Muller talks about architecture from an Oceanic perspective.
Does being Sāmoan shape your approach to architecture?
I am Sāmoan, and a member of the broader Oceanic community, and that shapes everything. I’m very interested in centring Oceanic voices, Oceanic spaces, and Oceanic narratives. It’s part of my genealogy. It’s a region that is rich, full of knowledge and ways of knowing and I love living in it, so yes, it does shape how I approach architecture.
You’re the first Sāmoan woman in the world to receive a PhD in Architecture. Has architecture, as a discipline, generally excluded Pacific people?
Architecture has always been a part of the Oceanic landscape. Oceanic people were, and still are architects, builders, artists and philosophers of space since we navigated our way and settled across the region. In Sāmoa there is a history of architectural practice in the form of a builder’s guild, who, according to creation stories are the descendants of the gods. Perhaps as a discipline within the western framework it has been exclusionary, in the ways under represented populations face less access to particular fields or spaces. I would argue though, that we do see ourselves as builders and architects, and with the resources we have at hand we create the kinds of spaces we want to be in and we continue to do that.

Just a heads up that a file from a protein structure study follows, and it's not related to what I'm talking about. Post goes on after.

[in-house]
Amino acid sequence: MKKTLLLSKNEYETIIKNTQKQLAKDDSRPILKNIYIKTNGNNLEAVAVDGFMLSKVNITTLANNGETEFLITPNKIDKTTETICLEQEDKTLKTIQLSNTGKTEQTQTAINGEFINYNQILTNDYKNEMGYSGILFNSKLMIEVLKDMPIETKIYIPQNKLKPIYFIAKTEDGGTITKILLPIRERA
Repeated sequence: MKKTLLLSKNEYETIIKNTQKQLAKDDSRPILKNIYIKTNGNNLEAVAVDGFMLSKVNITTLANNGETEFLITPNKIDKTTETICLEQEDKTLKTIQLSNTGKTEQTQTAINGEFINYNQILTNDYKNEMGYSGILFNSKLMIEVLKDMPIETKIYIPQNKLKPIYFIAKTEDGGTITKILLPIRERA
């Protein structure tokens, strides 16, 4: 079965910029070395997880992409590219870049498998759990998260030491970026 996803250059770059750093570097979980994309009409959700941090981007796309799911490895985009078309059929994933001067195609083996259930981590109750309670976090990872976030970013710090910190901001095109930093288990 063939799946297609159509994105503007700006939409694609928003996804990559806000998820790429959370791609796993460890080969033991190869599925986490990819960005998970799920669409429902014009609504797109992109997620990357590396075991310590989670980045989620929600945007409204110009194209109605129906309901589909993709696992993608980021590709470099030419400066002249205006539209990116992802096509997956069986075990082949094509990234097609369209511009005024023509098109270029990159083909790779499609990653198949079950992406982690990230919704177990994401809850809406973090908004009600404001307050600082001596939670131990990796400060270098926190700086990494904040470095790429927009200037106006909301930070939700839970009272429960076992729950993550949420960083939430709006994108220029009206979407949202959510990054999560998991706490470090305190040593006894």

What would someone learn, if they came to one of your lectures about Oceanic architecture?
You’d learn about relational thinking, in the built realm. The idea that space isn’t just a container, but space as connectivity. So the role of architecture to maintain relationships in Pacific spaces where Pacific values matter and are designed for. So it means thinking about how we can make spaces where Pacific relationships are honoured, Pacific value systems are honoured, where these dynamics are centred.
Photo by Leilani Heather. Caption: Karamia Muller, lecturer in the School of Architecture and Planning and the first Sāmoan woman in the world to receive a PhD in Architecture.